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This time she got through and doctors scanned Ava’s brain. Her cyst had ruptured, although it was unclear if it was due to her fall the month before.
Spinal fluid was being pumped into her skull, contorting her brain and causing double vision. The pressure could have led to blindness or, in an extreme case, death. But the trip to Milwaukee brought that to a halt.
A closer look
Assistant general manager, Utah Jazz
Age » 39
Past » NBPA certified agent for ASM Sports; agent at Mark Bartelstein & Associates
Education » Northwestern University, economics
Family » Wife Gina, daughters Ava (6) and Lucy (2), son Oskar (4)
Of note » First met agent Mark Bartelstein when he coached Josh Bartelstein’s sixth-grade team as a college job. Josh Bartelstein went on to play at Michigan, where he was a teammate of Jazz point guard Trey Burke.
Quotable » “I had always privately thought about being on the other side and working for an organization. I’d never advertised it. But then Dennis [Lindsey] called. The Utah Jazz are one of the top five organizations that I respect.”
The headaches could finally be explained. But how would doctors fix them?
Hoping for a happy ending • Justin Zanik sat in Section 109 at EnergySolutions Arena on Tuesday at the Jazz’s preseason opener against the Golden State Warriors. Beside him, Ava sat with her light brown bob haircut pushed back by a sequined pink headband. She plucked kernels of popcorn out of his cupped left hand. After it was gone, Ava tangled her fingers with his.A foul was called against the Jazz and boos began to rise inside the arena. Ava turned to her father and asked, "Can I boo?"
Justin looked at her and said, "No, everyone else can boo but you can’t." Then he reconsidered. "Once you can tell me what you’re booing I’ll let you boo."
Four surgeries later, the headaches are gone and Ava is, more or less, a normal little girl. She points proudly to a ridge on the left side of her head where a subdural shunt was placed under her skin. A tube through which the shunt pumps extra spinal fluid can be traced down her neck and to her stomach.
After doctors in Milwaukee determined Ava’s cyst had burst, they spent much of the summer trying to clear excess fluid out of her head. Spinal fluid is a river, constantly pumping in and out, but hers was pooling and not being reabsorbed into the spine.
On June 15, doctors drilled two burr holes into the top of Ava’s head and inserted tubes to help the fluid drain.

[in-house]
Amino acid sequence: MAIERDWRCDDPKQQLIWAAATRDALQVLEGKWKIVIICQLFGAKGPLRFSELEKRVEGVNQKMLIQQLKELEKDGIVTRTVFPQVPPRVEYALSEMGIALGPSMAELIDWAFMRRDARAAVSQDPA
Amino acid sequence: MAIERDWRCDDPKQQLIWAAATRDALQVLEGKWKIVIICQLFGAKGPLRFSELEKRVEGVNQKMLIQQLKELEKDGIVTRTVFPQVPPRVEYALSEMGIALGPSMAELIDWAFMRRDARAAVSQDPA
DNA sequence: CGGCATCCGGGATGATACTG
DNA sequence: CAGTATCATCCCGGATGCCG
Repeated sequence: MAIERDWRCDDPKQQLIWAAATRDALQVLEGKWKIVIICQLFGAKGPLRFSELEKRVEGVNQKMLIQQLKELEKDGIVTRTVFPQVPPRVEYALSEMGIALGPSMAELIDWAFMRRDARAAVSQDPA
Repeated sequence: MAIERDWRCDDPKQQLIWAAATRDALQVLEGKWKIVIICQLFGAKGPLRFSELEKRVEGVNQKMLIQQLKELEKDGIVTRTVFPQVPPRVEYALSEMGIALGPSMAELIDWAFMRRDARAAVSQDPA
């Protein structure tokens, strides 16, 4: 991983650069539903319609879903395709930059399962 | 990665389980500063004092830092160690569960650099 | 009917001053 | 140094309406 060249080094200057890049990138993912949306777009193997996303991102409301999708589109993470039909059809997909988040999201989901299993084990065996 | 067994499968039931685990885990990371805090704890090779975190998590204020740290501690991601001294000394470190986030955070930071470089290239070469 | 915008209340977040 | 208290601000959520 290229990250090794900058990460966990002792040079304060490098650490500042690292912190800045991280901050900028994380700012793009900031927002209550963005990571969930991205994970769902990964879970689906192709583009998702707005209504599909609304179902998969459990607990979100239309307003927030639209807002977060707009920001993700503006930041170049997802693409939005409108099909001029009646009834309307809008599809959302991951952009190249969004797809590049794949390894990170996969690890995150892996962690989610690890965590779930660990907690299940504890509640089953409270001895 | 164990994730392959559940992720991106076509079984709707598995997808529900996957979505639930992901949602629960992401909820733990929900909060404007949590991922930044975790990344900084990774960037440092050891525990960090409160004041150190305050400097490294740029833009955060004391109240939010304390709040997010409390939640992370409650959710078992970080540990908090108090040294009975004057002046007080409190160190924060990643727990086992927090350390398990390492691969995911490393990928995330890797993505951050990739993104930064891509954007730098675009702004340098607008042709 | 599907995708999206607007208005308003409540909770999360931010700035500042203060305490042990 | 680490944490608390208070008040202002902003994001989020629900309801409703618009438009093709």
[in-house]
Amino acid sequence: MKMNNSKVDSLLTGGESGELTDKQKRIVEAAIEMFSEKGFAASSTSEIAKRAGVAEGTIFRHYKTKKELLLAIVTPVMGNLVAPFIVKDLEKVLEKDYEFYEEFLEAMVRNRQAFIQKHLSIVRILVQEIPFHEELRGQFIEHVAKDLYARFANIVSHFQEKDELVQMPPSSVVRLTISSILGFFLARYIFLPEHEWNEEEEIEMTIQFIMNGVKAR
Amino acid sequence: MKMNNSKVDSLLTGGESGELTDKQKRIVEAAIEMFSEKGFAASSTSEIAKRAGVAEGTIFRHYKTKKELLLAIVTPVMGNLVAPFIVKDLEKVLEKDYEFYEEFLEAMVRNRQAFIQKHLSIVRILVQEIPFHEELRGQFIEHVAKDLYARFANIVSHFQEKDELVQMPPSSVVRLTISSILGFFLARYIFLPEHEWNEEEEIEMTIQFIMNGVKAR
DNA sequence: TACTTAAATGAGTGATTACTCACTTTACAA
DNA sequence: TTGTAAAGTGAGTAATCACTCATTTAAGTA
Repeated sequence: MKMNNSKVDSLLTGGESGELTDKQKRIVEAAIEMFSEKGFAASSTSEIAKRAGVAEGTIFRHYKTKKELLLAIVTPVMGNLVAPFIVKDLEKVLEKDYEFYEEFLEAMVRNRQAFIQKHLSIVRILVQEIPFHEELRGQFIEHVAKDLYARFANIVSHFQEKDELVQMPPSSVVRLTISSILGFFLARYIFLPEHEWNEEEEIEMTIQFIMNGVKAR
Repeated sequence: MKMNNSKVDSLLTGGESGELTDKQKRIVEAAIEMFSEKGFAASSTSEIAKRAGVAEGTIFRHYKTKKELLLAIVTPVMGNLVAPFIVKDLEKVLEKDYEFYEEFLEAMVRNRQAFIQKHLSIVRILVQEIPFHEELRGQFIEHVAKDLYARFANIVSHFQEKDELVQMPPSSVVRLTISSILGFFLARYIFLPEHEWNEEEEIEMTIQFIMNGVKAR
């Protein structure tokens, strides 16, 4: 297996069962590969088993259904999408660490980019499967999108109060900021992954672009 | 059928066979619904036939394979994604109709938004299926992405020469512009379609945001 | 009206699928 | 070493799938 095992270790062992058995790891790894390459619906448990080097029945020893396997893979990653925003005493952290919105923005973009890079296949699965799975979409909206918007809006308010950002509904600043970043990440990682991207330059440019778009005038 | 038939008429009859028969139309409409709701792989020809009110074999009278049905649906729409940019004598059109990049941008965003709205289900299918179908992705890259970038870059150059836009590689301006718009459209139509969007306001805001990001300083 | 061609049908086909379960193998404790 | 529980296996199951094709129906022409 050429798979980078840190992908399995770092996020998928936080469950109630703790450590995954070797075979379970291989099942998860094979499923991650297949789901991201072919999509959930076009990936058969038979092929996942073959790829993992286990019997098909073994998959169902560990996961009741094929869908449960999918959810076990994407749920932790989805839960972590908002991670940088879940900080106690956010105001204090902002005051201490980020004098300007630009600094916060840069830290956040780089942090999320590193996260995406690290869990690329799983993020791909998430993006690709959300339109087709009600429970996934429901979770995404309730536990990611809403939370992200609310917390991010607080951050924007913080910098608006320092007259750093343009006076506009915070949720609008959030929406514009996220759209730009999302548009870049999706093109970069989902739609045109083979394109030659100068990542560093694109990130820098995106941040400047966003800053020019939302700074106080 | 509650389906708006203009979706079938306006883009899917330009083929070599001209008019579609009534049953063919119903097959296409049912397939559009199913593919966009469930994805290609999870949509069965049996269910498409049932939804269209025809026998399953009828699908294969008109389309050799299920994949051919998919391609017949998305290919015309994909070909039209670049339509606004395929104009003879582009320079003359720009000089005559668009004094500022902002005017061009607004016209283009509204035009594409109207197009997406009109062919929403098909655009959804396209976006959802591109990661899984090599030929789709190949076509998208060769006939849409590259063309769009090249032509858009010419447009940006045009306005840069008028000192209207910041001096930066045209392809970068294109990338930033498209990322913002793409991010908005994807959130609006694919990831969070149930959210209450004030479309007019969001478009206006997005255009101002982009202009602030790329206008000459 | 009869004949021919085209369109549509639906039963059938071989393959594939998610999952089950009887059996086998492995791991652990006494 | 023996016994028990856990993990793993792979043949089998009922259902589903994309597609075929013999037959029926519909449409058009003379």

"Ava had brain surgery today," Gina wrote in her journal. Then, hopefully: "Her headaches improved immediately."
However, a week after surgery, the headaches returned.
The tubes were reinserted on June 25 and fluid drained for eight days. When Justin worked the NBA Draft on June 27, his daughter was connected to tubes in a hospital in Milwaukee.
The fluid continued to accumulate and Ava had headaches the same day the tubes were removed. On July 3, Lew performed a fenestration of the cyst, cutting a path through its other side to try to redirect flow.
Days later, it was clear that procedure had not worked either.
The subdural shunt was a last resort. While 100 percent effective, it comes with its own set of complications, namely that a gizmo would be in Ava’s body for her entire life.
"Why would I want to put something permanent in my daughter if I don’t have to?" Justin Zanik said.
On the Fourth of July, Ava was on morphine and slept through the firework shows that could be seen from her hospital room. Gina never left the hospital and encouraged Justin to spend nights either at home or in nearby Madison with her parents and their two other children, 4-year-old Oskar and 2-year-old Lucy. That night she listened to Pachelbel’s Canon in D and watched fireworks pop over the city. In her journal the next day she wrote, "This journey must have a happy ending. If a shunt takes her pain away, sign me up."
Settling in Utah • "The reason we don’t put a shunt in everybody up front," Lew, the Milwaukee neurosurgeon, explained, "is because usually we don’t need to."
He described the procedures as "trial and error" and "escalating treatment until one of them works."
The shunt went in on July 12, nearly a month after Gina insisted on a new brain scan in Milwaukee, and more than two months after the headaches had begun in earnest.Next Page >
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